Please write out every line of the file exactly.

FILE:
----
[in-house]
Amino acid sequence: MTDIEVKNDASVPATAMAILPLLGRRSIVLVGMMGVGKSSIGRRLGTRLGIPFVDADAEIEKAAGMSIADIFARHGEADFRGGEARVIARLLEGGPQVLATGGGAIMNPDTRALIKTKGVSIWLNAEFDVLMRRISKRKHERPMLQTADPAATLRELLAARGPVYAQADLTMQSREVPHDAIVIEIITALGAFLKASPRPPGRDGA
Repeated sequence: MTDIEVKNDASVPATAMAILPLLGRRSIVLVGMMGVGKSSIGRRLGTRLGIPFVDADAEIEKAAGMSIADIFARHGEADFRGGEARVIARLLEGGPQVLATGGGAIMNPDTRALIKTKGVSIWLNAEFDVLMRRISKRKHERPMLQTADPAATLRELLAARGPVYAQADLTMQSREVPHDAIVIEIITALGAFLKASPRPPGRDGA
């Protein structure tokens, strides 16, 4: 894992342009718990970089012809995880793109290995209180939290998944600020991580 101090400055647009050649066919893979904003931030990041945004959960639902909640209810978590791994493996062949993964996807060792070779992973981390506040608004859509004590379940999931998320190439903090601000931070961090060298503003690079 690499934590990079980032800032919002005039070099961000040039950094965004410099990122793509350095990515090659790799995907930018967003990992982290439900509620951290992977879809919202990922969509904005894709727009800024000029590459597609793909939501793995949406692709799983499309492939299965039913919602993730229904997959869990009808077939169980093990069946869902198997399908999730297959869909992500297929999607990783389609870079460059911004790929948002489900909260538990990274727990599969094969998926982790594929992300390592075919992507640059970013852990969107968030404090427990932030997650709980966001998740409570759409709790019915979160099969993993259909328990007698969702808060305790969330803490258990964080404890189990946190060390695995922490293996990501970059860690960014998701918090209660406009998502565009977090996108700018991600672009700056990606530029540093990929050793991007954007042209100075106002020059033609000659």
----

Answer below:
[in-house]
Amino acid sequence: MTDIEVKNDASVPATAMAILPLLGRRSIVLVGMMGVGKSSIGRRLGTRLGIPFVDADAEIEKAAGMSIADIFARHGEADFRGGEARVIARLLEGGPQVLATGGGAIMNPDTRALIKTKGVSIWLNAEFDVLMRRISKRKHERPMLQTADPAATLRELLAARGPVYAQADLTMQSREVPHDAIVIEIITALGAFLKASPRPPGRDGA
Repeated sequence: MTDIEVKNDASVPATAMAILPLLGRRSIVLVGMMGVGKSSIGRRLGTRLGIPFVDADAEIEKAAGMSIADIFARHGEADFRGGEARVIARLLEGGPQVLATGGGAIMNPDTRALIKTKGVSIWLNAEFDVLMRRISKRKHERPMLQTADPAATLRELLAARGPVYAQADLTMQSREVPHDAIVIEIITALGAFLKASPRPPGRDGA
């Protein structure tokens, strides 16, 4: 894992342009718990970089012809995880793109290995209180939290998944600020991580 101090400055647009050649066919893979904003931030990041945004959960639902909640209810978590791994493996062949993964996807060792070779992973981390506040608004859509004590379940999931998320190439903090601000931070961090060298503003690079 690499934590990079980032800032919002005039070099961000040039950094965004410099990122793509350095990515090659790799995907930018967003990992982290439900509620951290992977879809919202990922969509904005894709727009800024000029590459597609793909939501793995949406692709799983499309492939299965039913919602993730229904997959869990009808077939169980093990069946869902198997399908999730297959869909992500297929999607990783389609870079460059911004790929948002489900909260538990990274727990599969094969998926982790594929992300390592075919992507640059970013852990969107968030404090427990932030997650709980966001998740409570759409709790019915979160099969993993259909328990007698969702808060305790969330803490258990964080404890189990946190060390695995922490293996990501970059860690960014998701918090209660406009998502565009977090996108700018991600672009700056990606530029540093990929050793991007954007042209100075106002020059033609000659």